PAU, France (AP) -- With five racing days left, Bradley Wiggins of Britain insists the Tour de France isn't over, that trouble could strike any time and that he'll take things as they come.
"Whatever happens, happens," he said during Tuesday's rest day.
But given his current grip on the yellow jersey, Wiggins could be forgiven for feeling he's got Britain's first victory at cycling's main event already wrapped up.
As the race heads into the Pyrenees on Wednesday, the 32-year-old Sky leader has many advantages in hand. The second-place rider is his own teammate and compatriot, Christopher Froome, who is 2 minutes, 5 seconds behind. Vicenzo Nibali of Italy is third, 2:23 behind, but he's not as good as Wiggins in time-trials.
Sky was virtually indomitable in the Alps, and seems ready to be so again in the Pyrenees. Then Wiggins will try to wrap things up on his own in the Stage 19 time-trial on the eve of the finish in Paris.
After two weeks of hard racing, nobody's legs are fresh.
"I don't really fear anything," he told reporters. "It's really just a case of going out and doing the performance. ... Ultimately it's just a bike race."
He's also thinking about a calmer life out of the Tour spotlight.
"I'm just determined to go back to normal life... I understand some things will be different," Wiggins said. "It's nice to be recognized for achieving something in your life because so much of British culture is built up on people being famous for not achieving anything."
"It's nice in sport when people stop me in the street and respect you for something you achieved," he said.
A Tour victory would culminate his Sky team's methodical, long-laid approach to winning the Tour - the ultimate prize after a stellar year for Wiggins, that includes wins at Paris-Nice, Tour de Romandie and Criterium du Dauphine.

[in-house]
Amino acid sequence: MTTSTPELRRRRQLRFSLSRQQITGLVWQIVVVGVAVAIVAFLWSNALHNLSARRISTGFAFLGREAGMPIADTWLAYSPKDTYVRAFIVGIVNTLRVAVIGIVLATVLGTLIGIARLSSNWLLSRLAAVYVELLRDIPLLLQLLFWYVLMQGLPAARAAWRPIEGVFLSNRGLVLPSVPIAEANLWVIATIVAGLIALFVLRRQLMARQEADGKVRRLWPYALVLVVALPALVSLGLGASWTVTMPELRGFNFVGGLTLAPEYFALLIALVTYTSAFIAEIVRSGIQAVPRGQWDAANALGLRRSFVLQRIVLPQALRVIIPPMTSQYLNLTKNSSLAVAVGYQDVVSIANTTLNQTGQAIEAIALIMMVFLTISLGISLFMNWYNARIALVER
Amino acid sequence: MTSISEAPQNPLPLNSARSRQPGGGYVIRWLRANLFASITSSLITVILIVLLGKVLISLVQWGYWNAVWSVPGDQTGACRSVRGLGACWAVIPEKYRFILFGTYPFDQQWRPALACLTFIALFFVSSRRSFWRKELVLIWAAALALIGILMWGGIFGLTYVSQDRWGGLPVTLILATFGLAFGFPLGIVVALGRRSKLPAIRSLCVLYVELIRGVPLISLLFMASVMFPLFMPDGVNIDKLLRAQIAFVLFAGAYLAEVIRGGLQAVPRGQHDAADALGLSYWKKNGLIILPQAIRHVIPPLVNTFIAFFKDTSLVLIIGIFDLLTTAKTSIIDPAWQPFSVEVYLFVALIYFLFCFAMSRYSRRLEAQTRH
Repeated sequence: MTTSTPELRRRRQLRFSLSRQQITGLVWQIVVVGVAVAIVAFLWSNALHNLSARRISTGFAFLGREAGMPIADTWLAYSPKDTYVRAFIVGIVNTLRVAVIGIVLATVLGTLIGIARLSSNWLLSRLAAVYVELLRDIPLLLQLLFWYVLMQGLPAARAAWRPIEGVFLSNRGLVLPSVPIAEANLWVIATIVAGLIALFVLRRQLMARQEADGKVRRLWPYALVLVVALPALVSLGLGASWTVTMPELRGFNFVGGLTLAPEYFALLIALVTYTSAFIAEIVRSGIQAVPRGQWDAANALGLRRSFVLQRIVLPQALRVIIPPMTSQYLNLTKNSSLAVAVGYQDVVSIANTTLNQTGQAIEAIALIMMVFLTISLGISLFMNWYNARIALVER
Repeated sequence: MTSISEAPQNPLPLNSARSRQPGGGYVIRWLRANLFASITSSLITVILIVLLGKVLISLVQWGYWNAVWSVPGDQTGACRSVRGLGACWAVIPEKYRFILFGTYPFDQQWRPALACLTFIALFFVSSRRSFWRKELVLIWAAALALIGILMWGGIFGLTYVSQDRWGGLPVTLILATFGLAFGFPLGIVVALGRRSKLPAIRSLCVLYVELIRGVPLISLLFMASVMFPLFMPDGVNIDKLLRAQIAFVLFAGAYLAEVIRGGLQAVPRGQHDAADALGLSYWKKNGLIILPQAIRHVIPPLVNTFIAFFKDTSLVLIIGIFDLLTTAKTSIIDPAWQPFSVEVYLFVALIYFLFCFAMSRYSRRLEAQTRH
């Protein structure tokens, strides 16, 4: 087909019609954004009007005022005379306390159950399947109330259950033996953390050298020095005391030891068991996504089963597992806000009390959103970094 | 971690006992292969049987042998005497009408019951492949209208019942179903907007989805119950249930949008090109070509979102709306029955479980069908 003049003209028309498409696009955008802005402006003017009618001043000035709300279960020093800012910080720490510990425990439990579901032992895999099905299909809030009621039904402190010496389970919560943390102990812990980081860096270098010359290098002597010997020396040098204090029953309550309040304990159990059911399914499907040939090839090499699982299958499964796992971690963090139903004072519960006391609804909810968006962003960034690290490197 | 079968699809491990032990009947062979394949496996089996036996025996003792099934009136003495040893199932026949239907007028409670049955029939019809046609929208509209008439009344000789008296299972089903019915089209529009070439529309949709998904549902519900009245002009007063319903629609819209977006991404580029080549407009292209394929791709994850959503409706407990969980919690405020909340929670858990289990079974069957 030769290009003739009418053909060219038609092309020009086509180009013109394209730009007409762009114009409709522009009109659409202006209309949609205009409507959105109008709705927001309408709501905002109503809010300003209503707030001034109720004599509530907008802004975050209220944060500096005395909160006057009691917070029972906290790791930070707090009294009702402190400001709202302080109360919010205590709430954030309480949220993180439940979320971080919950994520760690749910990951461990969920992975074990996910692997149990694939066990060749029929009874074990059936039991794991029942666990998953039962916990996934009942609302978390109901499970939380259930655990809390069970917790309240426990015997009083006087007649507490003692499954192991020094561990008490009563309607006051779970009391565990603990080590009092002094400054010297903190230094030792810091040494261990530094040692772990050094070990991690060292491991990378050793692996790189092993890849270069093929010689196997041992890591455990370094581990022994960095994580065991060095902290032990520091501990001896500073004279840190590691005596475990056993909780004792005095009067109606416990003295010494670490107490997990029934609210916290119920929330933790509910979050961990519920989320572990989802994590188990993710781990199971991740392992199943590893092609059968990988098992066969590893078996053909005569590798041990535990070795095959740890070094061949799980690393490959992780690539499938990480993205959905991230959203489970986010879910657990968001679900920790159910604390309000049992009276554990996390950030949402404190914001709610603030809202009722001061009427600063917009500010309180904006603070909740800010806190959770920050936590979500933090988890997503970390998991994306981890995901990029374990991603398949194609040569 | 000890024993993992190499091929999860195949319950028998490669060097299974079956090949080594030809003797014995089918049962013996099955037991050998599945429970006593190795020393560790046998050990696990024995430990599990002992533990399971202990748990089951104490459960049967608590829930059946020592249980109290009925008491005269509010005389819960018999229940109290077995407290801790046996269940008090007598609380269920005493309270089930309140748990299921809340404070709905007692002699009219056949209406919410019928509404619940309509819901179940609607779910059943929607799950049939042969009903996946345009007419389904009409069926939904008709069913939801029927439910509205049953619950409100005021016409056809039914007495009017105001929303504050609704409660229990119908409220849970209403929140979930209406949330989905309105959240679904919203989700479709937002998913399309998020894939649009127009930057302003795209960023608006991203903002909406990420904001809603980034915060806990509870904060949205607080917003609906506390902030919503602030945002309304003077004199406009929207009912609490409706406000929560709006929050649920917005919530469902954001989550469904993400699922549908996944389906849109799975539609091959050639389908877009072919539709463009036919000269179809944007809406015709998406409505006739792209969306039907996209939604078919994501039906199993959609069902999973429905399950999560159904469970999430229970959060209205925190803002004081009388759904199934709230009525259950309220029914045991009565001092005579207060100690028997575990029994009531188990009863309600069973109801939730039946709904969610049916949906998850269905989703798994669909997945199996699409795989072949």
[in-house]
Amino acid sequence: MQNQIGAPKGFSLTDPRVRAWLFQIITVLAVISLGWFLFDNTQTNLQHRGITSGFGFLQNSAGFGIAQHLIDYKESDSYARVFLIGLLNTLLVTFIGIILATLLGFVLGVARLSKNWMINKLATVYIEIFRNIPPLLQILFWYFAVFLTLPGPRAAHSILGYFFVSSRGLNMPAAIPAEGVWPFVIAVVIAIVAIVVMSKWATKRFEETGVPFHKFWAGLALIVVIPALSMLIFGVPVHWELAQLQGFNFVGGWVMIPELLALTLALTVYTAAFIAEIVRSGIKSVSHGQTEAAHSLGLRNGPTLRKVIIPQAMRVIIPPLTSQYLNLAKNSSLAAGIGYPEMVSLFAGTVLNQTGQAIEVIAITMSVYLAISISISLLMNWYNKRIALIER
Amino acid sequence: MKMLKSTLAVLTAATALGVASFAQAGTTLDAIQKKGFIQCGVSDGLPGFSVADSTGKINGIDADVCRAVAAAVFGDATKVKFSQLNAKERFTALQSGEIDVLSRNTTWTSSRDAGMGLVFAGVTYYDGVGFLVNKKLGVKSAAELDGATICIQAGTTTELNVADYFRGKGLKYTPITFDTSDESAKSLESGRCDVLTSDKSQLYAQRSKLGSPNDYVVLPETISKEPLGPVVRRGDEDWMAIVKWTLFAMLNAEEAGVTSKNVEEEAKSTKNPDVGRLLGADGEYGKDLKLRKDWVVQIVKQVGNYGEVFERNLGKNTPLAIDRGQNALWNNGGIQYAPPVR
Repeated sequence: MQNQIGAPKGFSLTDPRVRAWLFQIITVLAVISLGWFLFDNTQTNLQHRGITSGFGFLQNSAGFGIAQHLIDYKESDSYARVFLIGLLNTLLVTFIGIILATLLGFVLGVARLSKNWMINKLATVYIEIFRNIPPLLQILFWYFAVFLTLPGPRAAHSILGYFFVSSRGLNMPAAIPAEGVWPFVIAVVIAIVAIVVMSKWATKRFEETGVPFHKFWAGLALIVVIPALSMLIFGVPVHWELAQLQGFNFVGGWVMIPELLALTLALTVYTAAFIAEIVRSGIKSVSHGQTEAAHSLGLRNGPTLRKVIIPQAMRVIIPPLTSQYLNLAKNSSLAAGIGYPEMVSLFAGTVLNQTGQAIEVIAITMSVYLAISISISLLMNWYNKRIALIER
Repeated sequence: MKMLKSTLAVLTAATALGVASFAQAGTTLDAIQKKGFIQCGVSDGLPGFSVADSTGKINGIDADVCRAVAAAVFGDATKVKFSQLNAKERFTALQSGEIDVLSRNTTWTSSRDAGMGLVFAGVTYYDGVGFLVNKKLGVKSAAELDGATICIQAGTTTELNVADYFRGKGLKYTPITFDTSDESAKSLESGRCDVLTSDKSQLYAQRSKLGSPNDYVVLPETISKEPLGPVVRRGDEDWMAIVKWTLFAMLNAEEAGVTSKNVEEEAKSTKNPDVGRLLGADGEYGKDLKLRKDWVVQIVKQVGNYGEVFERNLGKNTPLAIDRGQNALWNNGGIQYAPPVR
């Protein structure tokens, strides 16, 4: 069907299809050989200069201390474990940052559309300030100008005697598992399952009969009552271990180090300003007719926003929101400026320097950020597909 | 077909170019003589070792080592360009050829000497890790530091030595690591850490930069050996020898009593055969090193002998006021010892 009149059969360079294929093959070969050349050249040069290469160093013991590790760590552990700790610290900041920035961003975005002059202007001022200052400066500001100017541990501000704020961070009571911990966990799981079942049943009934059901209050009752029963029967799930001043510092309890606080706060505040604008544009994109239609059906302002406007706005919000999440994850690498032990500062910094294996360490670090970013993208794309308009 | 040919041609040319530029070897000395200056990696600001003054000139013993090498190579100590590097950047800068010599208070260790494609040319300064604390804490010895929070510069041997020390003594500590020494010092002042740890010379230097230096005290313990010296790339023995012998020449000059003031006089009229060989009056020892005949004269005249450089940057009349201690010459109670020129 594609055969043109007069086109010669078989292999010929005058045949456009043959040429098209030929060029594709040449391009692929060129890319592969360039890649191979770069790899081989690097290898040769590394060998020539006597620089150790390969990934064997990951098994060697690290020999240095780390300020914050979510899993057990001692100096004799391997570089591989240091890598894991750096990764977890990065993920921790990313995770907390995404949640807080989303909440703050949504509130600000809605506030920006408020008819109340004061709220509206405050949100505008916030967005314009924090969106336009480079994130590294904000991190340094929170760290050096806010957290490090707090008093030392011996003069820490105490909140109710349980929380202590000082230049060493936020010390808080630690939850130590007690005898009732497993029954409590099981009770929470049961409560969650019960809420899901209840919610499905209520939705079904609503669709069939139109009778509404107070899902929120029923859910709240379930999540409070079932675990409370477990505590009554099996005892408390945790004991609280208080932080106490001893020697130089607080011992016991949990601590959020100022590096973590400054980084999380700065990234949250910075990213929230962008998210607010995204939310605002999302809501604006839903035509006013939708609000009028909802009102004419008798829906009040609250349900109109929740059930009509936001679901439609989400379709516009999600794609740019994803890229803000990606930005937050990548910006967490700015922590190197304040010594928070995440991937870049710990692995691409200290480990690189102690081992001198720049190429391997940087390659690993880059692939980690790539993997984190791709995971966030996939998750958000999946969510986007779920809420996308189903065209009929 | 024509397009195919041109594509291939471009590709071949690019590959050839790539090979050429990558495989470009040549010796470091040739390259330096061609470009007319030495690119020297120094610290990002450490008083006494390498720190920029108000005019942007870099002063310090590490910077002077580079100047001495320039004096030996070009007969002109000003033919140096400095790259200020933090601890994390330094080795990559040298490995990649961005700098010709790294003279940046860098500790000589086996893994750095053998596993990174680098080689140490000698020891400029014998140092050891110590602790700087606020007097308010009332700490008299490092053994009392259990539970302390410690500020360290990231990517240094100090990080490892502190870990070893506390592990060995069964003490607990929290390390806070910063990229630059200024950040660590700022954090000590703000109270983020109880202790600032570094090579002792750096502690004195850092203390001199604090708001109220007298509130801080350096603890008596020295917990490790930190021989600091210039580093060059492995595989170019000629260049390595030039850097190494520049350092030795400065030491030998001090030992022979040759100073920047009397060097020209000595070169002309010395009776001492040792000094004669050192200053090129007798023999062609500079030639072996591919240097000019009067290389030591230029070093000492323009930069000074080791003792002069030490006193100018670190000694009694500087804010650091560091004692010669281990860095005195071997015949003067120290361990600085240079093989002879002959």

It would be the biggest victory of his career, even overshadowing his three Olympic track gold medals, he said.
"This is the Tour de France. It doesn't get any bigger than this," he said.
Looking back on an illustrious career, Wiggins can already identify some of the major turning points: His move to the U.S. Garmin team in 2009, his tough time in the Tour that year when his grandfather died (he still placed fourth overall), his maturing as a family man after years of drinking and partying.
"Age helps a lot," he said. "Things you did to entertain yourself 10 years ago don't apply now when you're 32, and your kids are nearly 10 - you know, nightclubbing and things like that."
He's also grown accustomed to blocking out the noise and distractions that could thwart his title bid.
"You get really good at ignoring people. I think it is an incredible bubble to be in, but in a nice way," he said. "But as a kid you dream of being in this position, so it's fantastic."
Wiggins said moving to Garmin three years ago helped because he felt freer at the American team than when he was at French squad Cofidis in the mid-2000s, when doping scandals were increasingly hurting the sport's image. He said some grumbled about a "two-speed" sport: dopers, and everybody else.
"There was an incredibly negative atmosphere at times - toward everybody else," he said. "Once that's constantly drilled into you all the time, you start to believe it eventually."
The sport's latest positive doping test announced Tuesday, on last year's third-place finisher Frank Schleck, was a reminder of the doping plight that could still overshadow Wiggins apparent march toward victory.
While at Garmin, a team that has been vocal about the fight against doping, Wiggins started to believe in his own ability to win drug-free.
"I was around people like Christian Vande Velde, who finished fifth in the Tour. He was someone you could believe in," he said. "God, `if Christian can do it then I can do it."'
"And that's all it takes, really, just one person, and then you inspire the next generation to do it," Wiggins said.